I am a biological anthropologist whose primary focus is on the interpretation of skeletal remains. In particular, I am interested in the interplay between biology and culture, understanding that the skeleton is both a biological and social product.
Rather than focusing on a specific geographic area, my research has concentrated on the skeletal biologies of the poor and disenfranchised. Cultural factors, including political and economic influences, lead to inequalities among certain groups. This inequality may impact human biology to the same extent that the physical environment does. In fact, these forces may marginalize a particular group to a specific physical environment. These unequal power structures influences the types of stressors developed and how they ultimately lead to disparities in biological health. In order to assess the stressors, including the cultural and environmental factors that may create them, archival documents must be researched along with the osteological remains. By critically examining archival data, we may understand how the specific conditions of poverty developed for a population in a specific location.
I received my PhD from the University at Buffalo in 2006. My dissertation entitled, Trauma as a Biological Consequence of Inequality: A Biocultural Analysis of the Skeletal Remains of Washington DC’s African American Poor, focuses on the analysis of accidental and violent trauma in the W. Montague Cobb Skeletal Collection, housed at Howard University. The Cobb Collection consists of remains from the poorest members of the African American community of Washington DC. They undoubtedly encountered political and social discrimination based on racism and their poverty level. The politics of racism restricted Blacks to the most menial and physically demanding occupational positions. Interpretation of the fracture frequency and patterning indicates a high level of fractures and dislocations associated with both accidental trauma and interpersonal violence.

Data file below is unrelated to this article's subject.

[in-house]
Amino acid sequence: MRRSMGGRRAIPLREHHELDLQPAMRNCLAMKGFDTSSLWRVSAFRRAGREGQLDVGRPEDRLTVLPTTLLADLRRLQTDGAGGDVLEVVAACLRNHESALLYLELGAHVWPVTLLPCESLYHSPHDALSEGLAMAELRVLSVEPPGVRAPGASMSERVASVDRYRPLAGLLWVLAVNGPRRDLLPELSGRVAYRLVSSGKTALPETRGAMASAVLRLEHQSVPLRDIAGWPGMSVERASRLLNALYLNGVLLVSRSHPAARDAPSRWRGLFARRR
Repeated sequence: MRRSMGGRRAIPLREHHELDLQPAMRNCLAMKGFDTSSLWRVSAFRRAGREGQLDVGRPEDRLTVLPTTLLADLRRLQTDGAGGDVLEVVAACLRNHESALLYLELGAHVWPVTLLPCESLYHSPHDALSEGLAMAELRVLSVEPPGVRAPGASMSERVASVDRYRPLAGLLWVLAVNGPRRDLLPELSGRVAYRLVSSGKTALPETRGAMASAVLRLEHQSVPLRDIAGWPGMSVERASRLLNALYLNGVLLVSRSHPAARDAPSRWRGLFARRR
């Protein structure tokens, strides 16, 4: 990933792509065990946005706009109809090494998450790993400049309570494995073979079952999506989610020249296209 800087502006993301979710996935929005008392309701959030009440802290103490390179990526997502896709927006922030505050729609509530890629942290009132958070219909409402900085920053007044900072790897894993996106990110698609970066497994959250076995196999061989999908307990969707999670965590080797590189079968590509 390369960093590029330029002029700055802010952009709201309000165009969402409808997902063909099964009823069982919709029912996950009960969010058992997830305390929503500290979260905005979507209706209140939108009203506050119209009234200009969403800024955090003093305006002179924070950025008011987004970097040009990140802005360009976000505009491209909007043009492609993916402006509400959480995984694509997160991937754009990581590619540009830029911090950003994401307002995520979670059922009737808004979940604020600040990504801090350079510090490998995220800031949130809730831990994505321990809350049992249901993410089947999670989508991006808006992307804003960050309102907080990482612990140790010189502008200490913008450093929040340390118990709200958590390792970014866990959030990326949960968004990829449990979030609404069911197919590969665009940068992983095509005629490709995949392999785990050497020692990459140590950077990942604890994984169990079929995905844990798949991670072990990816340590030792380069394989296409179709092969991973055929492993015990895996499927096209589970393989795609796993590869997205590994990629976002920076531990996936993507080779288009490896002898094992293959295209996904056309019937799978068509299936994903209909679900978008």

During the summer 2010, I analyzed the remains from the Newburgh Colored Burial Ground (1830-1870). This sample includes the remains of 99 individuals; many represent manumitted African Americans. This cemetery was rediscovered when a courthouse was renovated in Newburgh, New York. I analyzed the skeletal remains, which include infants and children, for skeletal markers of activity-related stress, nutritional deficiencies, trauma, and indications of pathological conditions and diseases. Such samples are rare and provide a unique window into the particular biological stressors associated with the transition from enslaved peoples to freedmen, while also contributing to the broader understanding of the biological consequences of poverty and discrimination
ICSM 10543 Mummies, Gladiators, and the Enslaved
ANTH 10300 Introduction to Biological Anthropology
ANTH 25000 Human Variation
ANTH 30600 Biological Anthropology Methods and Techniques
ANTH 36900 Anthropological Experience in Puerto Rico
ANTH 37700 Biology of Poverty
ANTH 38400 Forensic Anthropology
ANTH 38700 Forensic Science
ANTH 39009 Paleopathology
ANTH 45000 Anthropology Capstone